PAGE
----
Report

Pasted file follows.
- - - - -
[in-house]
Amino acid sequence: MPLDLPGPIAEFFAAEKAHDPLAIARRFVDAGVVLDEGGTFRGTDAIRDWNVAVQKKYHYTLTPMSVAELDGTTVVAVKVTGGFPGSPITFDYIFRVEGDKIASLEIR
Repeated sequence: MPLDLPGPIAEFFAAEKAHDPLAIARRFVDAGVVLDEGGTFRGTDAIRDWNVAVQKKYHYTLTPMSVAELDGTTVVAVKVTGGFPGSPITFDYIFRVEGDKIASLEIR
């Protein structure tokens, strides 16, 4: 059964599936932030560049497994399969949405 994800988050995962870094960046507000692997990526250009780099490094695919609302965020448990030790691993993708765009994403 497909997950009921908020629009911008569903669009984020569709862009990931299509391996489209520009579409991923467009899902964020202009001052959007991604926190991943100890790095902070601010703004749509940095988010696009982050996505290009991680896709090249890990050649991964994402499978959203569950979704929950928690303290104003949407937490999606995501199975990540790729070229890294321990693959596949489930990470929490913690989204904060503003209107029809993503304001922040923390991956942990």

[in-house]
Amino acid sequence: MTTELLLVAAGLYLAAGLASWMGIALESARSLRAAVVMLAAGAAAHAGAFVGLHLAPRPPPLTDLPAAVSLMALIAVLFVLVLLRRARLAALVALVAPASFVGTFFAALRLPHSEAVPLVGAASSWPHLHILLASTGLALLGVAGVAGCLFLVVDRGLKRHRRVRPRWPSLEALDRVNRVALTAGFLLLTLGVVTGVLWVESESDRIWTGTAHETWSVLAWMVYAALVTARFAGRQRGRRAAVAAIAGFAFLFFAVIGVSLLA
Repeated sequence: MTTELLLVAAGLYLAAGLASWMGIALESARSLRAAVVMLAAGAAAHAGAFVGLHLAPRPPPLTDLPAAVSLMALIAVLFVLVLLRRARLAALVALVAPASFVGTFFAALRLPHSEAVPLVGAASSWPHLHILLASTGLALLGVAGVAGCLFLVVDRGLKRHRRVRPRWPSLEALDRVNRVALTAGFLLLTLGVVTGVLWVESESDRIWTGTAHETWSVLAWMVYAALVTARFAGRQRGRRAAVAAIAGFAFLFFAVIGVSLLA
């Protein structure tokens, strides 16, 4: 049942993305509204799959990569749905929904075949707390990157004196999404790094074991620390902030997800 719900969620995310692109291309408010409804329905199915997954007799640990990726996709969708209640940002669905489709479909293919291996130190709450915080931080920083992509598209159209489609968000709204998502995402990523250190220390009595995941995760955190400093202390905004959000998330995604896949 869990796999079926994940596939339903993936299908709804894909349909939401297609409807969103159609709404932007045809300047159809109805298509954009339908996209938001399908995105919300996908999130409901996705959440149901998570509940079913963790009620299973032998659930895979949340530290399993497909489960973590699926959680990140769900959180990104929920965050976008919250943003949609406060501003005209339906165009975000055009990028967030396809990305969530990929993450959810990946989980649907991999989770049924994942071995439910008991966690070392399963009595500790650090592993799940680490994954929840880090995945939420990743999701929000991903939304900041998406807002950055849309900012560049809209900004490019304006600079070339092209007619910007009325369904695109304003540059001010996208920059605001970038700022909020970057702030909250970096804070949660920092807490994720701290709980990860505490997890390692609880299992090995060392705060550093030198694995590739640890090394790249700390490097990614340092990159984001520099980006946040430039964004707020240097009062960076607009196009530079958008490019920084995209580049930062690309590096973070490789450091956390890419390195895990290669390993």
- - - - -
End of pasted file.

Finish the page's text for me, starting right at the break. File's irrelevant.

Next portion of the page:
1 of 33 The Canadian Geodetic Vertical Datum of 2013 Canadian Institute of Geomatics – Ottawa Branch 29 April 2014 Marc Véronneau Canadian Geodetic Survey, Surveyor General Branch 2 of 33 OUTLINE The Canadian Spatial Reference System (CSRS) … 3 WHAT - Canada’s Height Modernization … 4 WHY - Canada’s Height Modernization … 5 WHAT - Canadian Geodetic Vertical Datum of 1928 … 7 WHAT - Canadian Geodetic Vertical Datum of 2013 … 11 WHAT - Impact, Velocity, Labelling and Tools … 19 SUMMARY … 23 General concepts (optional) … 24 3 of 33 Canadian Spatial Reference System (CSRS) Horizontal network (f, l) NAD27 ITRF96 4-D Geometric frame (f, l, h, t) Dynamic coordinates NAD83 Direct Transformation NAD83(CSRS) 3-D Geometric frame (f, l, h) Vertical network (H) CGVD28 NAVD 88 Adopted in U.S.A., but not in Canada NAD83(CSRS) Velocity models 4-D Geometric frame Geopotential frame (f, l, h, H = h – N, t) NAD83(CSRS) Velocity models CGG2013 CGVD2013 4 of 33 WHAT is Canada’s Height Modernisation? It is the establishment of a new vertical datum for Canada that is integrated within the CSRS It replaces the Canadian Geodetic Vertical Datum of 1928 (CGVD28) Adopted in 1935 by an Order in Council Three important changes: The Canadian Geodetic Vertical Datum of 2013 (CGVD2013) Released in November 2013 New definition: from mean sea level at specific tide gauges to an equipotential surface New realisation: from adjusting levelling data to integrating gravity data New access: from benchmarks to a geoid model CGVD2013 is compatible with Global Navigation Satellite Systems (GNSS) such as GPS Orthometric height determination by two techniques: levelling and combination of GPS measurements and a geoid model. 5 of 33 WHY Height Modernisation in Canada? TECHNOLOGY, ACCESS & COST Levelling is a precise technique that served Canada well over the last 100 years to realise and maintain a vertical datum, but for a country as wide as Canada … It is prone to the accumulation of systematic errors over long distances; It does not provide a national coverage (BMs only along major roads and railways); It is a costly and time-consuming technique. Motorized Levelling 6 of 33 WHY Height Modernisation in Canada? Modern technology in positioning GNSS positioning is now mature and has gained widespread adoption by users. It is a cost efficient technique in determining precise heights everywhere in Canada. Satellite gravity missions offer unprecedented precision in the determination of the long and middle wavelength components of the geoid. A geoid model realizes an accurate and homogeneous vertical reference surface all across Canada (land, lakes and oceans). Our U.S. partners contributed GRAV-D data in the Great Lakes region. GRACE GOCE GPS GRAV-D 7 of 33 WHAT is the Canadian Geodetic Vertical Datum of 1928 (CGVD28)? Name: Canadian Geodetic Vertical Datum of 1928 Abbreviation: CGVD28 Type of datum: Tidal (Mean sea level) Vertical datum: Mean sea level at tide gauges in Yarmouth, Halifax, Pointe-auPère, Vancouver and Prince-Rupert, and a height in Rouses Point, NY. Realisation: Levelling (benchmarks). Multiple local adjustments over the years since the general least-squares adjustment in 1928. Type of height: Normal-orthometric DH = BS - FS Backsight rod A Foresight rod Levelling Backsight reading BS Foresight reading FS DH B 8 of 33 CGVD28: Levelling networks ? ~ 90 000 benchmarks Prince Rupert Pointe-au-Père Vancouver Halifax Rouses Point 1906-1928 1929-1939 1940-1965 1966-1971 Original constraints for Canada’s mainland 1972-1981 1982-1989 Examples of later constraints Yarmouth 1990-2007 9 of 33 Levelling surveys over the years in Canada 1906-1928 1929-1939 1940-1965 1972-1981 1966-1971 1982-2012 10 of 33 WHAT are the error sources in CGVD28? CGVD28: Assume that oceans are at a same equipotential surface Use entirely gravity values from a mathematical model Omit systematic corrections on old levelling data Neglect post-glacial rebound Accumulation of systematic errors St-Lawrence River (Pointe-au-Père) Pacific Ocean (near Vancouver) Atlantic Ocean Level surface wrt MSL in Vancouver (near Halifax) CGVD28 +36 cm -140 cm Level surface wrt MSL in Halifax NAVD 88 NAVD 88 (not adopted in Canada): Significant east-west systematic error (~1 m) of unknown sources in Canada (in the US too) 11 of 33 WHAT is the Canadian Geodetic Vertical Datum of 2013 (CGVD2013) Name: Canadian Geodetic Vertical Datum of 2013 Abbreviation: CGVD2013 Type of datum: Gravimetric (geoid) Vertical datum: W0 = 62,636,856.0 m2s-2 Realisation: Geoid model CGG2013 (NAD83(CSRS) and ITRF2008) Type of height : Orthometric 12 of 33 WHAT is the definition of CGVD2013? CGVD2013: Conventional equipotential surface (W0 = 62,636,856.0 m2/s2) averaging the coastal mean sea level for North America measured at Canadian and American tide gauges. U.S. NGS and NRCan’s GSD signed an agreement (16 April 2012) to realize and maintain a common vertical datum for USA and Canada defined by W0 = 62,636,856.0 m2/s2 It also corresponds to the current convention adopted by the International Earth Rotation and Reference Systems Service (IERS) and International Astronomical Union (IAU). Sea Surface Topography Canadian tide gauges American tide gauges Canada’s recommended definition for a World Height System 13 of 33 Ellipsoidal height and Orthometric height GPS ellipsoidal heights require conversion to orthometric heights (heights above mean sea level) using a geoid model. Sept-Iles Ste-Anne-des-Monts Heights are traditionally referred to mean sea level (BM, DEM, Topo maps). Orthometric heights are consistent with the direction of water flow. Baie-Comeau Slope of the Saint-Lawrence River between Portneuf and Sept-Iles Rimouski Gros-Cacouna St-Joseph-de-la-Rive Orthometric heights St-Francois Portneuf Sept-Iles 14 of 33 Canadian Gravimetric Geoid of 2013 (CGG2013) Boundaries North: 90° South: 10° West: -170° East: -10° Resolution 2’ x 2’ Satellite model EIGEN-6C3stat (GFZ) Förste et al., IAG 2013 GOCE (until May 24, 2013) Transition zone Degrees: 120-180 (l = 333 km-222 km) Reference frames ITRF2008 and NAD83(CSRS) GRACE (2002 - ) GOCE (2009 – 2013) Land & ship gravity Altimetry DEM 15 of 33 Accuracy of the geoid model (CGG2013) The accuracy considers data errors (gravity and DEM), grid resolution, discrepancies between gravity datasets and cut-off of satellite contribution. 3 cm or better accuracy over 80% of Canada’s landmass Decimeter level in areas with greater topography/mass distribution variability Centimeter level relative precision over distances of 100 km or less Unit: cm 1 3 5 7 67% confidence (1 s) 9 11 16 of 33 WHAT is the difference between CGVD2013 and the mean sea level? Table 1: Mean Sea Surface Topograpy (SSTCGVD2013) at five tidal gauges in Canada. These are preliminary values based on CGG2010 (W 0 = 62,636,856.0 m2s-2). Coordinates Observation period Lat. Lon. From To SSTCGVD2013 (m) 490 44.67 -63.58 12/1992 11/2011 -0.39 Rimouski 2985 48.48 -68.51 12/1992 11/2011 -0.30 Vancouver 7795 49.34 -123.25 12/1992 11/2011 0.17 Churchill 5010 58.77 -94.18 01/1993 12/2012 -0.22 Tuktoyaktuk 6485 69.44 -132.99 08/2003 12/2011 -0.36 Location Gauge number Halifax Mean Sea Level 17 cm Vancouver Geoid (CGVD2013) -39 cm Halifax Mean Sea Level 17 of 33 WHAT is the difference between CGVD2013 and CGVD28? CGVD28(HTv2.0) – CGVD2013(CGG2010) Approximate values HCGVD2013 – HCGVD28 St John’s -37 cm Halifax -64 cm Charlottetown -32 cm Fredericton -54 cm Montréal -36 cm Toronto -42 cm Winnipeg -37 cm Regina -38 cm Edmonton -04 cm Banff +55 cm Vancouver +15 cm Whitehorse +34 cm Yellowknife -26 cm Tuktoyaktuk -32 cm Vancouver CGVD2013 Thunder Bay Regina CGVD28 Distance (km) Windsor Montréal Halifax Difference (m) Banff 18 of 33 WHAT is the difference for Ontario? Conversion CGVD28-CGVD2013 1. 2. 3. GPS on BM Published elevations at BMs HTv2.0 - CGG2013 (image on the left) HCGVD2013 – HCGVD28 19 of 33 HOW CGVD2013 impact heights in Canada? All reference points (benchmarks) will have a new elevation. Natural Resources Canada (NRCan) stopped levelling surveys for the maintenance of the vertical datum. NRCan is NOT maintaining benchmarks by either levelling or GNSS technique. However, the levelling networks is readjusted to conform with CGVD2013 using existing data. NRCan is publishing CGVD28 and CGVD2013 heights at benchmarks. NRCan cannot confirm the actual height of benchmarks in either CGVD28 or CGVD2013 (cannot confirm stability of benchmarks). The Canadian Active Control Stations (CACS) and Stations of the Canadian Base Network (CBN) form the federal infrastructure for positioning. 250 stations Modern alternative techniques provide height determination. NRCan’s Precise Point Positioning (PPP) Differential GNSS positioning Public and Private Real-Time Kinematic (RTK) positioning Levelling will remain the most efficient technique for most short distance work. 20 of 33 Vertical velocity (Glacial Isostatic Adjustment) Vertical velocity of the terrain (GPS) Colour scale: -14 mm/a to 14 mm/a Vertical velocity of the geoid (GRACE) Colour scale: -1.4 mm/a to 1.4 mm/a 21 of 33 Labelling Heights Type of height: Orthometric (H), dynamic (Hd), normal (Hn), ellipsoidal (h), geoid (N) Height Reference System: NAD83, ITRF, CGVD28, CGVD2013, NAVD 88 Height Reference Frame: CSRS v., geoid model Precision (e.g., ± 0.05 m) Epoch (e.g., 2012.75) N Height: 101.61 m Precision: ± 0.01 m Epoch: 2013.2 Type of height: Orthometric Height system: CGVD2013 Height frame: CGG2013 H = 23.126 ± 0.007 m CGVD2013(CGG2013) Epoch 2013.2 Geoid Height: -10.354 m Precision: ± 0.015 m Epoch: Static Model: CGG2013 Frame: NAD83(CSRS) Height: 91.256 m Precision: ± 0.007 m Epoch: 2013.2 Type of height: Ellipsoidal (geodetic) Height system: NAD83 Height frame: CSRS (version if available) N = -10.354 ± 0.015 m CGG2013, NAD83(CSRS) h = 23.126 ± 0.007 m NAD83(CSRS) Epoch 2013.2 H h 22 of 33 Tools available for Height Modernisation Precise Point Positioning (PPP): Process GPS RINEX files to provide coordinates (latitude, longitude, ellipsoidal height and orthometric height) GPS-H: Convert ellipsoidal heights to orthometric heights (makes use of any geoid models, works with different types of coordinate systems (geographic, UTM, MTM and Cartesian), and different geometric reference frames (NAD83(CSRS) and ITRF)) TRX: Transform coordinates between different geometric reference frames, epochs and coordinate systems. 23 of 33 SUMMARY NRCan released a new vertical datum in November 2013 Canadian Geodetic Vertical Datum of 2013 (CGVD2013) Realised by geoid model CGG2013 (W0 = 62,636,856.0 m2/s2) Compatible with GNSS positioning technique Levelling networks were readjusted using existing data to conform with CGVD2013 Why a new national vertical datum? Cost of conducting levelling surveys at the national scale To provide access to the vertical datum all across Canada New space-based technologies (GNSS/Gravity) in positioning The difference between CGVD2013 and CGVD28 Separation ranging from -65 cm and 55 cm at the national scale. US and Canada signed an agreement for the realisation of a unique height reference system between the two country by 2022. The common datum is defined by W0 = 62,636,856.0 m2/s2 (adopted definition of CGVD2013). 24 of 33 General concepts: Datum Datum Reference point or surface against which position measurements are made Vertical Datum Reference for measuring the elevations of points H Terrain H H H Datum The vertical datum should have physical meaning in order to i.e. properly manage water. 25 of 33 General concepts: Reference system and Reference frame Reference System Collection of abstract principles Definitions, conventions, standards, fundamental parameters Reference frame Concrete realisation of the reference system • Levelling (e.g., CGVD28, NAVD88, IGLD85) • Geoid modelling (e.g., CGG2010, EGM08) A reference system may have several realisations (reference frames) New data New processing approach A new reference frame is generally an improvement (more accurate) with respect to the previous frame. 26 of 33 General concepts: Types of vertical datum Tidal Sea level at tide gauges Levelling (benchmarks) Advantage: Simple concept Disadvantage: MSL stops at the coast, MSL is not level ? Gravimetric Potential Geoid model Advantage: Define everywhere Disadvantage: Complex process Geodetic Ellipsoid Geometric reference frame Advantage: Efficient and precise method Disadvantage: No physical meaning N = f(gsat, gter) 27 of 33 General concepts: Types of height W0 = Geoid W5 Wi = Equipotential surfaces W4 = Lake surface P2 P1 South North W4 W3 Lake W2 W1 Q1 Q2 Dynamic Height (Hd) Orthometric height (H) Ellipsoidal height (h) Hd1 = Hd2 H1 < H2 h1 > h2 Hd1 = (W4 – W0)/g45 Hd2 = (W4 – W0)/g45 H1 = (W4 – W0)/g1 H = (W – W )/g2 4 0 2 W0 gi is the mean gravity along the plumb line between Qi and Pi. As the lake is in the northern hemisphere, g1 is larger than g2 because gravity increases towards the pole. 28 of 33 General concepts: Relation between heights, potential and gravity Gravity is the vertical gradient of potential (W) W = 60 m2/s2 g W = 30 m2/s2 W H W = 40 m2/s2 W = 70 m2/s2 W = 50 m2/s2 W = 60 m2/s2 W = 80 m2/s2 Wp W 0 H g W = 70 m2/s2 W = 80 m2/s2 W = 90 m2/s2 g1 < W = 90 m2/s2 g2 29 of 33 What is the Geoid? Equipotential surface representing best, in a least-squares sense, the global mean sea level (MSL) The actual shape of the Earth Vertical datum (W0) Gravity is perpendicular (vertical) to the geoid Water stays at rest on the geoid (a level surface) The water drop stays in place g geoid g g 30 of 33 General concepts: Geometric reference frames (NAD83(CSRS), ITRF, WGS84) Geodetic (ellipsoidal) heights (h) and geoid heights (N) do not have the same magnitude in the ITRF and NAD83(CSRS) reference frames because the position of the origin is different. Orthometric heights (H) are independent to the 3D geometric reference frames. Earth’s surface h ITRF Ellipsoid (e.g. GRS80) h NAD83(CSRS) H Geoid H=h–N Ellipsoid(GRS80) NAD83(CSRS) origin N ITRF ITRF origin N NAD83(CSRS) Note: WGS84 has the same origin as ITRF 31 of 33 General concepts: Mass and potential Wi: Equipotential surface W0: Equipotential surface (datum) W2 DW DW W1 DW DW H=0 ht0 Ht1= -1 A Ht1= 1 B C W0 ht1 Ellipsoid gt0 0x gt1 2x 32 of 33 General concepts: The real Earth Continent Semi-minor axis: b Ocean Semi-major axis: a Ellipsoid (GRS80) a: 6,378,137 m b: 6,356,752.3141 m a-b: 21,384.6859 m Everest: 8848 m N max.: 100 m SST max.: 2 m If a = 1 m b: 0.996647 m a-b: 3.35 mm Everest: 1.387 mm N max: 0.016 mm SST max: 0.3 mm Sphere Geoid Ellipsoid 33 of 33 QUESTIONS? NRCan Contacts: Philippe Lamothe ([email protected]) Marc Véronneau ([email protected]) Jianliang Huang ([email protected]) General information: Web: http://www.geod.nrcan.gc.ca Email: [email protected] Phone: 1-613-995-4410 Fax: 1-613-995-3215